Birder Jargon Project: Birds that hate us
We birders are too often guilty of revisiting esoteric or otherwise rarely used pars of the english language. It’s bad enough that we’re all too aware of the real meaning of words like chevron and palmate and cockade, words whose use outside of birding is limited to an SAT study guide. It’s probably one of the cool things about birding that increasing one’s knowledge in this very specific arena has the side benefit of increasing your knowledge in a whole host of other subjects, from history to etymology, but it doesn’t do a whole lot to salvage the reputation that we’re all a little off our rocker.
Nestled deep within this bizarre list of arcane words comes one generally used only when referring to comic book super-villains. Batman has the Joker, Superman has Lex Luthor, and every birder has those species for which fortune has deigned to hide from view despite significant efforts to find them. Our nemesis birds.
Nemesis birds are frustrating. They are infuriating. And the idea of the bird species with whom you have a long history of not seeing is so ingrained in our culture that there’s even an excellent blog with that name. After all, missing birds is as crucial a part of the listing game as finding them, and arguably a much more authentic experience though we rarely admit it. But simply missing a bird doesn’t a nemesis make, though I’ve heard the term used in that context. A nemesis is something more than a dip, it requires multiple opportunities and multiple misses and the creeping realization that this bird may forever remain beyond your grasp.
I’ve been guilty of this dumbing down of the term on occasion. Sometimes I use it just because it’s sort of embarrassing that I’ve never seen something as pedestrian as Black-billed Cuckoo or Cerulean Warbler (the last two glaring misses among eastern birds on my life-list), but neither of those birds are true nemeses, only species that are sort of uncommon where I’ve lived that I’ve never managed to cross paths with. But I do have a real nemesis. An honest to god bird for whom better than half a dozen trips was not enough to appease the bird gods to allow me a look. And it’s Black-headed Gull.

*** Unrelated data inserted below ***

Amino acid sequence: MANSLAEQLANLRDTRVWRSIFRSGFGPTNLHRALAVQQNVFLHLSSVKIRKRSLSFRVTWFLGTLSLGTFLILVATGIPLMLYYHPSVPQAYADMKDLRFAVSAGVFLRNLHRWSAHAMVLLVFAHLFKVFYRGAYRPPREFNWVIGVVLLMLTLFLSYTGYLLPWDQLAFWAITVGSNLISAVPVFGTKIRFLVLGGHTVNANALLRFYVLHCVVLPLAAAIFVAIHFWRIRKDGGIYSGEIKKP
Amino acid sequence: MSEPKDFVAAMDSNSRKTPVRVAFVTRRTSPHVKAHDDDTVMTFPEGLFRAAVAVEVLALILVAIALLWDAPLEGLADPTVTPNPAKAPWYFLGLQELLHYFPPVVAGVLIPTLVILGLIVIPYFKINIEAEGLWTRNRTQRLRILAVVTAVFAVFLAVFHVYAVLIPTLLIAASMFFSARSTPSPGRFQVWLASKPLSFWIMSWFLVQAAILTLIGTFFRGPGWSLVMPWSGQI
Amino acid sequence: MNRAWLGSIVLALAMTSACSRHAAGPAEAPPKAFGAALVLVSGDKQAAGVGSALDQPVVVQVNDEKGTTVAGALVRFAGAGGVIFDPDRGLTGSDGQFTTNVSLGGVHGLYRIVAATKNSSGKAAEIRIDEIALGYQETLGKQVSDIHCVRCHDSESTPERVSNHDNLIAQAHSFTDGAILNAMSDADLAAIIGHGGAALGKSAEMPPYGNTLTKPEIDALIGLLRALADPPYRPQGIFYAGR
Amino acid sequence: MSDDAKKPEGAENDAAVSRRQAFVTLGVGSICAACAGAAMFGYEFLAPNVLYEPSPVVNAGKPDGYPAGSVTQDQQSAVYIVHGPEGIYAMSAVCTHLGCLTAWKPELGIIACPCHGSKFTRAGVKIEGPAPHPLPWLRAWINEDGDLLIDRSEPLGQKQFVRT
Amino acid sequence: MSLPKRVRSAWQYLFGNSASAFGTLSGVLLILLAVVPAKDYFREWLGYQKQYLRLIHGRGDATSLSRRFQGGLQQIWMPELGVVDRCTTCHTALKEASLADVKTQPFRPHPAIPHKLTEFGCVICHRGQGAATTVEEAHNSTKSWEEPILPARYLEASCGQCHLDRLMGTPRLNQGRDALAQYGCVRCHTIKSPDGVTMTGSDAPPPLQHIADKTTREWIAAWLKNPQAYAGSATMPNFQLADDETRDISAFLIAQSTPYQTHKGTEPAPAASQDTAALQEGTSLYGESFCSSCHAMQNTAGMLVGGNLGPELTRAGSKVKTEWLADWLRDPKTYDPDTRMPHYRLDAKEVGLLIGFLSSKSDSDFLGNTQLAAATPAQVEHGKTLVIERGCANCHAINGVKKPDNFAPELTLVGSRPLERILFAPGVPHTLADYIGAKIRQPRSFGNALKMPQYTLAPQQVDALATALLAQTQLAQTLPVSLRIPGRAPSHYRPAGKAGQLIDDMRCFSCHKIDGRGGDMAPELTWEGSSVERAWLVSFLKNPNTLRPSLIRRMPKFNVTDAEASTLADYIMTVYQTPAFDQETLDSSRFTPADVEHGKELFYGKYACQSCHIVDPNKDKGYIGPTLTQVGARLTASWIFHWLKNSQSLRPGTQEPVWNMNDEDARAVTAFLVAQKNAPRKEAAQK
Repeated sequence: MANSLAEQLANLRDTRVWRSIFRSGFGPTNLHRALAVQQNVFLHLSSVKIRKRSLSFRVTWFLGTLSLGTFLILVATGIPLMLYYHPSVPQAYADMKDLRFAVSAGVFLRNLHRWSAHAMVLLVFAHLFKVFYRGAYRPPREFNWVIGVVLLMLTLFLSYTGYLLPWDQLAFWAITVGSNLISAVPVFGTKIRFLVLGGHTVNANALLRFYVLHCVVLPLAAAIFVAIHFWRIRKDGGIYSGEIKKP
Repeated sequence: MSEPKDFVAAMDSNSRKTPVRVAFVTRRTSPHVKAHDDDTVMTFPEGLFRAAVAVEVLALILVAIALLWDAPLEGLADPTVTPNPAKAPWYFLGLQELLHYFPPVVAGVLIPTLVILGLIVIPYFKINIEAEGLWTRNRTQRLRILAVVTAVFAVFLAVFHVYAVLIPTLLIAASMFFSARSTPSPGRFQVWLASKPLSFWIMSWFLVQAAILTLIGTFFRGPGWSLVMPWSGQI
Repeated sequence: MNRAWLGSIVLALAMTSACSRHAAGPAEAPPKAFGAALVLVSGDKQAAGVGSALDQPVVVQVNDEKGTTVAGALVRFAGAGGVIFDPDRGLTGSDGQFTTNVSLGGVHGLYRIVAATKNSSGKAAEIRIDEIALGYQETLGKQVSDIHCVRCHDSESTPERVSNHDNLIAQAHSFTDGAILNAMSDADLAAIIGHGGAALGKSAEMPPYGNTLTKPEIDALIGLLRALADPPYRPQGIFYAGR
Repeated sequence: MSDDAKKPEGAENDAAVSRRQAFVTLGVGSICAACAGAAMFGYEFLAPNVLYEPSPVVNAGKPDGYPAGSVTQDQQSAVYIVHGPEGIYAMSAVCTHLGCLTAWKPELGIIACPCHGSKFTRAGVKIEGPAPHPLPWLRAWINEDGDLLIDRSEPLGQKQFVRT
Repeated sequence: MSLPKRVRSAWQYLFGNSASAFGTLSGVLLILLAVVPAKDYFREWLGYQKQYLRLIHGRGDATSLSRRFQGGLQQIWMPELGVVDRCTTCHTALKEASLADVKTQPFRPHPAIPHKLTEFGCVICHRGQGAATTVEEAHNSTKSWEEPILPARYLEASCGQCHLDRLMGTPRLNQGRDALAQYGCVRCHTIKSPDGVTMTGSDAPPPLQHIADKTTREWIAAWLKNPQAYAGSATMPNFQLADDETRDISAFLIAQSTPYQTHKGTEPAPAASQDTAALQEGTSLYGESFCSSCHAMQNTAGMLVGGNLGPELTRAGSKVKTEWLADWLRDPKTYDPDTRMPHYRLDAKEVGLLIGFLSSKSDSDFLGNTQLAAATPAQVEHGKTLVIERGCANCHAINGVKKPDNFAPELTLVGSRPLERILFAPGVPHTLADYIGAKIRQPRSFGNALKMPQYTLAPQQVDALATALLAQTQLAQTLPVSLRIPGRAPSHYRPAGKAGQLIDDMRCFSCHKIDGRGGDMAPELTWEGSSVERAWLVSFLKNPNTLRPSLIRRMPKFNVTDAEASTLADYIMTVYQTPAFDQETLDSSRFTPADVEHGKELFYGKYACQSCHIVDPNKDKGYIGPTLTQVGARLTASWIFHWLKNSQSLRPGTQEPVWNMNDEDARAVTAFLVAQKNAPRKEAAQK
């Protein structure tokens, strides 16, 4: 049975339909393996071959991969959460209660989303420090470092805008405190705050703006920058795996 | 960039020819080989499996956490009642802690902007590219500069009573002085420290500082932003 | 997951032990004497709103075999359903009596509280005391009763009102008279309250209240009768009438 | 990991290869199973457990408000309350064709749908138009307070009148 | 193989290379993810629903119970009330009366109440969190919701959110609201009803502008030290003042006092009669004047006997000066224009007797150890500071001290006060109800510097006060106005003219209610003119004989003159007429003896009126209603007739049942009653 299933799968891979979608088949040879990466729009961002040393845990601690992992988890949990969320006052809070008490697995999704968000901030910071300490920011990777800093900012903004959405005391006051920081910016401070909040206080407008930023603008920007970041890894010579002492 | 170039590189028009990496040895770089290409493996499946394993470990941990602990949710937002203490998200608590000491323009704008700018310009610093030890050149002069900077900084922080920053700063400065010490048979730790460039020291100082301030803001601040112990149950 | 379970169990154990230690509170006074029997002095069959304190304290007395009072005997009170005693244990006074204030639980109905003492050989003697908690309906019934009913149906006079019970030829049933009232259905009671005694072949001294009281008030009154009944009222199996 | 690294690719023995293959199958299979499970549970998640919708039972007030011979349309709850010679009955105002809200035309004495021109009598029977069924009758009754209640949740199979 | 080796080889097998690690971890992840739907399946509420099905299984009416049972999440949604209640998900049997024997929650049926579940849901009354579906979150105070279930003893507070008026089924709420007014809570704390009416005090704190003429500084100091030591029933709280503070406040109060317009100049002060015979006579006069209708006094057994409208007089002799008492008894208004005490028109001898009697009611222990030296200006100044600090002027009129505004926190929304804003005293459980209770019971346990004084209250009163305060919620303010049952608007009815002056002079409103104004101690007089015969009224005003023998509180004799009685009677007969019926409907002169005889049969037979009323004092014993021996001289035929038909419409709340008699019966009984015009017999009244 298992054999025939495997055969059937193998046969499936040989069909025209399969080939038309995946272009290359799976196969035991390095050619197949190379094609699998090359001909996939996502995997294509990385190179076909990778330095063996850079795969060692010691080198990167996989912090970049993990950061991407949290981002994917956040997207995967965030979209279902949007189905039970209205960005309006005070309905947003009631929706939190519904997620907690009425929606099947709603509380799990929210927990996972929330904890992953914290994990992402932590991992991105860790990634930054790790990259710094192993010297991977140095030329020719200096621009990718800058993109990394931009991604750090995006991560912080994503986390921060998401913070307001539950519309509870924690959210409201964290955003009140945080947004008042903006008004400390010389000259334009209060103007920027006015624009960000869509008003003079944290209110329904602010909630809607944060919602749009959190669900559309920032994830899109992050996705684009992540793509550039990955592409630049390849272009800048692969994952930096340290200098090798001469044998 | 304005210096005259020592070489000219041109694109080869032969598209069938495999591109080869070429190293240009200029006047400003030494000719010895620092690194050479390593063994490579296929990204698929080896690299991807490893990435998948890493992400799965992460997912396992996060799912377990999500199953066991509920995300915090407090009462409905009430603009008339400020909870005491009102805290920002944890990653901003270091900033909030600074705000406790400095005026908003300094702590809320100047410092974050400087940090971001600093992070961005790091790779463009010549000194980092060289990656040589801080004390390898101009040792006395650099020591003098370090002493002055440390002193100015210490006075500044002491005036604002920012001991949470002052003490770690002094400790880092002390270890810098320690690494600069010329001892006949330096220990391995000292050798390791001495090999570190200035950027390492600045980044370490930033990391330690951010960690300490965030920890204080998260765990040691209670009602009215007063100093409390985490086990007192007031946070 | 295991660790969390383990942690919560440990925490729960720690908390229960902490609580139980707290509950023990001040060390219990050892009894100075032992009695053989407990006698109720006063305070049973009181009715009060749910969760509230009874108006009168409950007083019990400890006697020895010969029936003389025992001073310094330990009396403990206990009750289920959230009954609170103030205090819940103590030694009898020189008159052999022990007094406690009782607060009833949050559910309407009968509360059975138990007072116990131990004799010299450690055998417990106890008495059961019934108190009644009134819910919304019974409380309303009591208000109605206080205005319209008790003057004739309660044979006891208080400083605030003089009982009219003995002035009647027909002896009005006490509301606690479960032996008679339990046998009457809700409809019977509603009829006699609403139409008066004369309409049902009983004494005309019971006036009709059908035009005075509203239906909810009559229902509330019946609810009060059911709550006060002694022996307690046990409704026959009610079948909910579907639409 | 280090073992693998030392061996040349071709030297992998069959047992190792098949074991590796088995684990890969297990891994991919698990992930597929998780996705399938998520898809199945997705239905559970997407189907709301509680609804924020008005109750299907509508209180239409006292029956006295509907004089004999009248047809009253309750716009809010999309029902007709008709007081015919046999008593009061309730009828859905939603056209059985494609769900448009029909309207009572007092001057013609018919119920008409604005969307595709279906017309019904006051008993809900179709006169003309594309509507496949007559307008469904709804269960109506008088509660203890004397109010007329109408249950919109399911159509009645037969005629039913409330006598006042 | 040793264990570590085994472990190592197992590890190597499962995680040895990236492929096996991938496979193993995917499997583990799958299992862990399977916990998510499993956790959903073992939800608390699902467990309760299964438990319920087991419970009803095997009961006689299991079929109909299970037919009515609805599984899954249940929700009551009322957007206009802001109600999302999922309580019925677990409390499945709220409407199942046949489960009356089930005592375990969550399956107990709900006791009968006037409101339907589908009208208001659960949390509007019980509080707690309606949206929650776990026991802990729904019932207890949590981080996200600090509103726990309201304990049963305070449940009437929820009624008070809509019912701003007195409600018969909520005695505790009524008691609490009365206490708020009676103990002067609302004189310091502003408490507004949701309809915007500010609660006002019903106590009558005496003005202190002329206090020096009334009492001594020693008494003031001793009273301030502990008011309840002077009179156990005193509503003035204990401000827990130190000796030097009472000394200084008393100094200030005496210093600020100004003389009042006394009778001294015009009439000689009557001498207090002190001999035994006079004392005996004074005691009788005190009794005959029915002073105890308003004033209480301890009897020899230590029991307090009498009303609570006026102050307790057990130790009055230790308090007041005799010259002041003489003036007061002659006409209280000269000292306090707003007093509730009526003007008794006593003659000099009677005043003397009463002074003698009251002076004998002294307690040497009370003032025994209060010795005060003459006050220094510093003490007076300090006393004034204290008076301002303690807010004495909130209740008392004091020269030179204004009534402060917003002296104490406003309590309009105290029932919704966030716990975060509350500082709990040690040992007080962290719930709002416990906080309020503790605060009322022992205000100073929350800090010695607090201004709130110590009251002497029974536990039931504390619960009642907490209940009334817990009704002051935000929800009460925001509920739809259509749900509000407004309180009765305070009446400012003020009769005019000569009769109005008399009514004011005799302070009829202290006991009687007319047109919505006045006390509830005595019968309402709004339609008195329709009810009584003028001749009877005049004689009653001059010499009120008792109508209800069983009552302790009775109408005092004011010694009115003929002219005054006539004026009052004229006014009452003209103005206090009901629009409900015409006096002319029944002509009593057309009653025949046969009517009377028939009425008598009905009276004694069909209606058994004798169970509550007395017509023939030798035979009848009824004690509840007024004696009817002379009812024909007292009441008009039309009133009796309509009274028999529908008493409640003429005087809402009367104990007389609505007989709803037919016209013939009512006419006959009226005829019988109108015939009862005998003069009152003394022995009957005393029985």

Black-headed Gull is a semi-annual, but rare, visitor to North Carolina. Back when I did my pathetic excuse for a state Big Year I figured it for one of the species I had a better than even shot at picking up. Perhaps I should elaborate that the gull I had in mind was a very specific individual bird that spent every year for half a decade at Lake Mattamuskeet NWR, one of North Carolina’s winter jewels and a place at which I was already planning to spend a fair bit of time that year.
Not only did I miss that individual on multiple occasions, on a later date, when I was sitting precipitously at 499 species for the ABA Area, a Black-headed Gull was reported at a lake near my home. I was there immediately and missed it by a few minutes. I went back the next day and spent several hours in the vicinity, finally being chased away by winter rain, only to read that it had been found not long after I left. I have not had an opportunity for Black-headed Gull since.
That, friends, is a nemesis.